You want a set that is guaranteed to leave a flat bottom and not leave "bat ears" at the corners. There are several different brands that are good such as Freud, CMT, or Amana (and others that are maybe less common). Just make sure they say flat bottomed. I know in 8" you can have a choice in 12 teeth or 24 teeth but I can't remember what the options are in 6". More teeth mean a smoother cut but more teeth require more power and cut a little slower.
I read someplace that Ibox uses 1/2" of height itself. With a 3/4" dado (my likely max) the blade height would have to be 1 1/4" and my understanding that is the max for 6" dados. There is no wiggle room if you need 1/32 more. Am I totally confused??? I am pretty new to all of this so I think that I could have misunderstood something. If so I would much prefer to get the 6" since the saw has 1 3/4 HP running on 120V. Thank you!
 

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Yikes! That's $250 US and that doesn't include shipping to Canada in the price. That's over $300 Cdn plus taxes and shipping...
I’m pretty sure it was $340 at Windsor when I bought it . No regrets though ,as I’ve spent money more foolishly than that before
 

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I usually only buy Freud saw blades because I have always had good luck with them but when I upgraded to a 3 hp saw I wanted an 8" dado and after reading many reviews I bought a cheap (around $100 at the time) Oshlun set that is made in China. https://www.amazon.ca/Oshlun-SDS-08...ocphy=9061009&hvtargid=pla-434167200911&psc=1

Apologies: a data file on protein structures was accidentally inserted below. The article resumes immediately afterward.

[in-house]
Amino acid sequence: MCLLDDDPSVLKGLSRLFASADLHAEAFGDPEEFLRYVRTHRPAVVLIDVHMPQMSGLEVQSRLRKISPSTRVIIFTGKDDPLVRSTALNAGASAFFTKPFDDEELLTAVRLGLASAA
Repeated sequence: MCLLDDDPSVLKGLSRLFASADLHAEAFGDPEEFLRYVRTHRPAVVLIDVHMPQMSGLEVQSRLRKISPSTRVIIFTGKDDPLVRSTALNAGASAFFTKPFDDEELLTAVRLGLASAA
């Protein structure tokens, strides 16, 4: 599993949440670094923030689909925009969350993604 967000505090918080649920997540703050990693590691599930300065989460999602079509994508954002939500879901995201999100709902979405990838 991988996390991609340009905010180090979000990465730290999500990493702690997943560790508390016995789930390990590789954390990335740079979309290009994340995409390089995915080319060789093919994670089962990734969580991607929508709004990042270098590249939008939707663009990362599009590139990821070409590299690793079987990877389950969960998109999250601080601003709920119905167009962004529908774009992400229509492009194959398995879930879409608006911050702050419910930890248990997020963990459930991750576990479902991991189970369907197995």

I don't know how I could get a cleaner crisper cut by paying more than this cost. They also make a 6" set.
 

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I read someplace that Ibox uses 1/2" of height itself. With a 3/4" dado (my likely max) the blade height would have to be 1 1/4" and my understanding that is the max for 6" dados. There is no wiggle room if you need 1/32 more. Am I totally confused??? I am pretty new to all of this so I think that I could have misunderstood something. If so I would much prefer to get the 6" since the saw has 1 3/4 HP running on 120V. Thank you!
Yes, the wood sits on the Ibox jig so about 1/2" lost. I can't remember what the 6" set will extend above the table as I had changed to a bigger saw and 8" set by the time I bought the Ibox. My saw was rated 1hp but it drew 15 amps so regardless of what the maker claims the power between my old saw and yours is similar. One of the issues with using a heavier setup is the amount of time it takes the saw to start and get up to speed, particularly if the saw is cold. During this spin up phase the saw is drawing a lot of amps which heats the windings up and is not good for the saw. I had issues at times with the motor overload kicking out and popping the breaker once in a while.